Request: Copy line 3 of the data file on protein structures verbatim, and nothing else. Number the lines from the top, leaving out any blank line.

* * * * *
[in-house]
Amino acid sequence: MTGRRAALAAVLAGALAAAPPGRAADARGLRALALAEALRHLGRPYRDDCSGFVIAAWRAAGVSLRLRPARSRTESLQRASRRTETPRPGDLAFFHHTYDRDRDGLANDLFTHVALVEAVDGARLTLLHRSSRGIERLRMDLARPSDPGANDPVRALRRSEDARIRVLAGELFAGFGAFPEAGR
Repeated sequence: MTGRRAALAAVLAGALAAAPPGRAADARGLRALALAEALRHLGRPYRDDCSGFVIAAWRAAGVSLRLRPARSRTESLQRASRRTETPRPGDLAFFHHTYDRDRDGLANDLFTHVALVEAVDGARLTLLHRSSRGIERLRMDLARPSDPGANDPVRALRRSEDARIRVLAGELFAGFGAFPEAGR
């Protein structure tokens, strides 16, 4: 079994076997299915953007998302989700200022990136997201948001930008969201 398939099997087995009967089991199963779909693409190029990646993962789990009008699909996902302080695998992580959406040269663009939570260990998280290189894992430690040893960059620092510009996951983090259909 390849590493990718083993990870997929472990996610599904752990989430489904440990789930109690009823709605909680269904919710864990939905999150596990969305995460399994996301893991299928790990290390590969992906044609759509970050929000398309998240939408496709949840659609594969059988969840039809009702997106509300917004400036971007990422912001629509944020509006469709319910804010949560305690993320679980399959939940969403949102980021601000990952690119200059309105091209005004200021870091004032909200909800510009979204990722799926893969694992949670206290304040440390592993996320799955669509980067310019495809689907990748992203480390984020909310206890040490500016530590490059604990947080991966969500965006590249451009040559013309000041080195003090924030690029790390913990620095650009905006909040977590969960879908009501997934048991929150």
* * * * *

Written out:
Repeated sequence: MTGRRAALAAVLAGALAAAPPGRAADARGLRALALAEALRHLGRPYRDDCSGFVIAAWRAAGVSLRLRPARSRTESLQRASRRTETPRPGDLAFFHHTYDRDRDGLANDLFTHVALVEAVDGARLTLLHRSSRGIERLRMDLARPSDPGANDPVRALRRSEDARIRVLAGELFAGFGAFPEAGR